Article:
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The Human Component: The Real Barrier to Change

David Lykken
Aug 18, 2015

Change is hard. The last 10 years in the mortgage industry have shown us how dramatically standards can change in a short amount of time. Unexpected regulatory and economic shifts have blindsided us, and only those of us who have been able to quickly adapt still remain in the business. We all know change is difficult, but what exactly is it about change that makes it so challenging?

On the Aug. 10 episode of my Lykken on Lending Internet radio show, guest Terry Wakefield brought up a very interesting point. It isn't the technology itself or the new the complexity of the new procedures that makes change so hard. It really all boils down to one thing: People. When change is the most difficult, it's because we don't have a buy-in from the people on our teams.

Oftentimes, employees are resistant to change. Realistically, it can mean a threat to their jobs and their livelihoods. Change can make once necessary job functions completely obsolete. So, how do you get people to change when it could mean them losing their jobs? Terry proposes an interesting solution: Cross-train your people. Make it a point to make sure the skills of the people in your organization are transferable and go beyond the specific job function they are currently filling. That way, when inevitable change comes along, they won't feel insecure about their jobs—they'll be able to adapt to a new position and you won't get so much resistance.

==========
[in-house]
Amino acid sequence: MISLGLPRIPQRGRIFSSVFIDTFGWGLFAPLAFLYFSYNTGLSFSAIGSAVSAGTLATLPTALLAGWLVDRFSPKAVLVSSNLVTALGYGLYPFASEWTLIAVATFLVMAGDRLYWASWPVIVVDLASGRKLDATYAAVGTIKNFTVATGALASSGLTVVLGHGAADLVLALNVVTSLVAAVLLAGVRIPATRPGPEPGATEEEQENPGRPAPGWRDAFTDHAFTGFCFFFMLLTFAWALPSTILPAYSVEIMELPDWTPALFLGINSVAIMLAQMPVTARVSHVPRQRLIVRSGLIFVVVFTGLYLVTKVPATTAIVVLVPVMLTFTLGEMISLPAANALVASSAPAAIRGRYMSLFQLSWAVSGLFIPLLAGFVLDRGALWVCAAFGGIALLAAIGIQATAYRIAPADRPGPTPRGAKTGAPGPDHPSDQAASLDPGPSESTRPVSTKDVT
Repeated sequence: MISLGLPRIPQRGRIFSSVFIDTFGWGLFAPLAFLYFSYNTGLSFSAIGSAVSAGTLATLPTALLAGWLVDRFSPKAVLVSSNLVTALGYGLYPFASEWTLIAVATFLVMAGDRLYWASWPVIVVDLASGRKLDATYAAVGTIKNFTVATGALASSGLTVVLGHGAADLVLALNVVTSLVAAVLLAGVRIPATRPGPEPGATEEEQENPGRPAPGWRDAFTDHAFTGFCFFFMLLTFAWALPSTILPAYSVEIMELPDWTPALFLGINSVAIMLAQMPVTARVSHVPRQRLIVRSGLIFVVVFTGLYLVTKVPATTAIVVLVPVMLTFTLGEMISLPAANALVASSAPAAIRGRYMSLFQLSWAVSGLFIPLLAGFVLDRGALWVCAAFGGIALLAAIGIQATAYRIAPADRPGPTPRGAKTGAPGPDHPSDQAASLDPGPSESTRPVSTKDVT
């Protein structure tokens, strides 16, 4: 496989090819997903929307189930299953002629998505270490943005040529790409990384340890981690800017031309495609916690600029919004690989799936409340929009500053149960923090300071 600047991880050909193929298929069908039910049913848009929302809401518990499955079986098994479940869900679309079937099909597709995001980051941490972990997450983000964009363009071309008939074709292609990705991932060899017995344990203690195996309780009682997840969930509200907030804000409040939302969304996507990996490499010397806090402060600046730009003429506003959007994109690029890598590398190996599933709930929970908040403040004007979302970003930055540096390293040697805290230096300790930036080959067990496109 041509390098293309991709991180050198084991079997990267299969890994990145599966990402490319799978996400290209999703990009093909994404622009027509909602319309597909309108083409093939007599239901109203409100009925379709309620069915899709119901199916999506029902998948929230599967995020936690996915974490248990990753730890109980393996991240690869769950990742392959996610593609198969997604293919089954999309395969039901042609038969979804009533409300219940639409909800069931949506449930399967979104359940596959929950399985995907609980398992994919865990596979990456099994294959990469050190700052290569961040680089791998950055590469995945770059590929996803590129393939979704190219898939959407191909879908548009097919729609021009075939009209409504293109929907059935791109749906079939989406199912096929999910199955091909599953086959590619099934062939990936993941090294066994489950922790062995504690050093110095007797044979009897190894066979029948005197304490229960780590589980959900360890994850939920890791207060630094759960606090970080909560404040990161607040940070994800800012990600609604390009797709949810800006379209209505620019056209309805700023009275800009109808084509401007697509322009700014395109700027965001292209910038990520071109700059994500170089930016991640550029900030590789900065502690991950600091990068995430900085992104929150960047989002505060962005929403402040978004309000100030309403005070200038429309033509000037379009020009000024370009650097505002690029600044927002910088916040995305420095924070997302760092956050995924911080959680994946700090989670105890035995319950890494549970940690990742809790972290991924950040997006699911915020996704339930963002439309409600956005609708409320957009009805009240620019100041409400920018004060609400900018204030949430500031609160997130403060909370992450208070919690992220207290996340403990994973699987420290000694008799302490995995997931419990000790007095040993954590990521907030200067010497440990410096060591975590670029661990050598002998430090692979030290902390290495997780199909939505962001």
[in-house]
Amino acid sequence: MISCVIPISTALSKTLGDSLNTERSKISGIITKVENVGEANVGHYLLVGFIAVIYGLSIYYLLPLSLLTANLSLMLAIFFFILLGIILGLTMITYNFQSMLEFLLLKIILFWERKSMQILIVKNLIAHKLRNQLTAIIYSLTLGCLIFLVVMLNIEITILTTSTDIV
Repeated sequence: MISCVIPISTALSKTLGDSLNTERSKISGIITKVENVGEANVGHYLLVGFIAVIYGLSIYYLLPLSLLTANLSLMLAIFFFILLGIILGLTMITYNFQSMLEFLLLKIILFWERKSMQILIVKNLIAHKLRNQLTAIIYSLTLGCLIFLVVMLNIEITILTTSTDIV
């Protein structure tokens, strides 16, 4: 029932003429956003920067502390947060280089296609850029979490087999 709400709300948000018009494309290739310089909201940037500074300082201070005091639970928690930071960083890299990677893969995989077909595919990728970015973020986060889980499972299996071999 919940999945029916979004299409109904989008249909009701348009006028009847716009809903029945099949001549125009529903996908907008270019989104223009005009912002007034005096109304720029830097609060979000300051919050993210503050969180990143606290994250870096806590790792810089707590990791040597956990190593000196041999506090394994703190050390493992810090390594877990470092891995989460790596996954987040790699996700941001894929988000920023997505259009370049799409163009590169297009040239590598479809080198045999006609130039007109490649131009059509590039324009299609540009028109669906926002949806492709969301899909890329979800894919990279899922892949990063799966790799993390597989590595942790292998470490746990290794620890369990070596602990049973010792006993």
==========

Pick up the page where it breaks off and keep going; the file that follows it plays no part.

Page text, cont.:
Change is hard, but you can make it a lot easier by preparing for it. Train your people in new areas now, so they'll still be valuable when the inevitable change comes.



 

David Lykken is 40-year mortgage industry veteran who has been an owner operator in three mortgage banking companies and a software company. As a former business owner/operator, today David loves helping C-Level executives and business owners achieve extraordinary results via consulting, coaching and communications, with the objective of eliminating corporate dysfunction, establishing and communicating a clear corporate strategy while focusing on process improvement and operational efficiencies resulting in increased profitability. David has been a regular contributor on CNBC and Fox Business News and currently hosts a successful weekly radio program, “Lykken on Lending,” that is heard each Monday at noon (Central Standard Time) by thousands of mortgage professionals. He produces a daily one-minute video called “Today’s Mortgage Minute” that appears on hundreds of television, radio and newspaper Web sites across America. He may be reached by phone at (512) 501-2810 or by e-mail at [email protected]

 

Published
Aug 18, 2015